Warrau also known as “Warao”, “Ciawani”, “Guaraúnos”, “Tiuitiuas”, “Waraweete” Pitek, Emily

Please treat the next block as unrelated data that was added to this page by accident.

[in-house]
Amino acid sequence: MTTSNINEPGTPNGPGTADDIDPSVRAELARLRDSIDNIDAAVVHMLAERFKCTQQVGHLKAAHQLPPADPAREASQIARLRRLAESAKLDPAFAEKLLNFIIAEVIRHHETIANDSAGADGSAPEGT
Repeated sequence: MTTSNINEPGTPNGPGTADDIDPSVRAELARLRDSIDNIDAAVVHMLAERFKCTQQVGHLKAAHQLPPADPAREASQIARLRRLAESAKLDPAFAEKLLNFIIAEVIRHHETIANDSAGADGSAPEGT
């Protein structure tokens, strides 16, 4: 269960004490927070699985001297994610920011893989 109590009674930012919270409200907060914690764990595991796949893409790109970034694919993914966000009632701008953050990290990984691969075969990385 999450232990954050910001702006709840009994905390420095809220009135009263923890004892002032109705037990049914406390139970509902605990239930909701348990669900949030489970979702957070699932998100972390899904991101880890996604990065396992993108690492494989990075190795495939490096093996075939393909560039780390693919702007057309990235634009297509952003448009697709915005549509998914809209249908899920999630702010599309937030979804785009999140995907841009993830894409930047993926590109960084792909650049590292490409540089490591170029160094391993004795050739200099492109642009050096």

The Warrau inhabit the Orinoco Delta of northeastern Venezuela and traditionally lived in villages known as Rancherias, which were comprised of about five to twenty families. This entry focuses on the time of about 1930. At this point, missionaries had established contact with the Warrau, but the indigenous belief system had not been Christianized. The religious and cultural traditions of the Warrau varied regionally as a result of extreme geographic isolation, but shared a common belief in the god Jebu, the presence of their sanctuary (house of the Jebu), priests (guisidatu), prayers and offerings to Jebu, as well as religious celebrations and dances (Turrado and Muirden, 1945:302). The belief system of the Warrau is not an official or organized religion, but an aspect of life interwoven with society. Further, the Warrau did not place a strong emphasis on a belief in the afterlife, and did not possess rites, ceremonies, religious scripture or credo (Turrado and Muirden, 1945:302). As such, the Warrau religion is most accurately considered to be coterminous with society itself. Presently, the Warrau fall under the jurisdiction of the Venezuelan administration (Dieter and Beierle, 2001).
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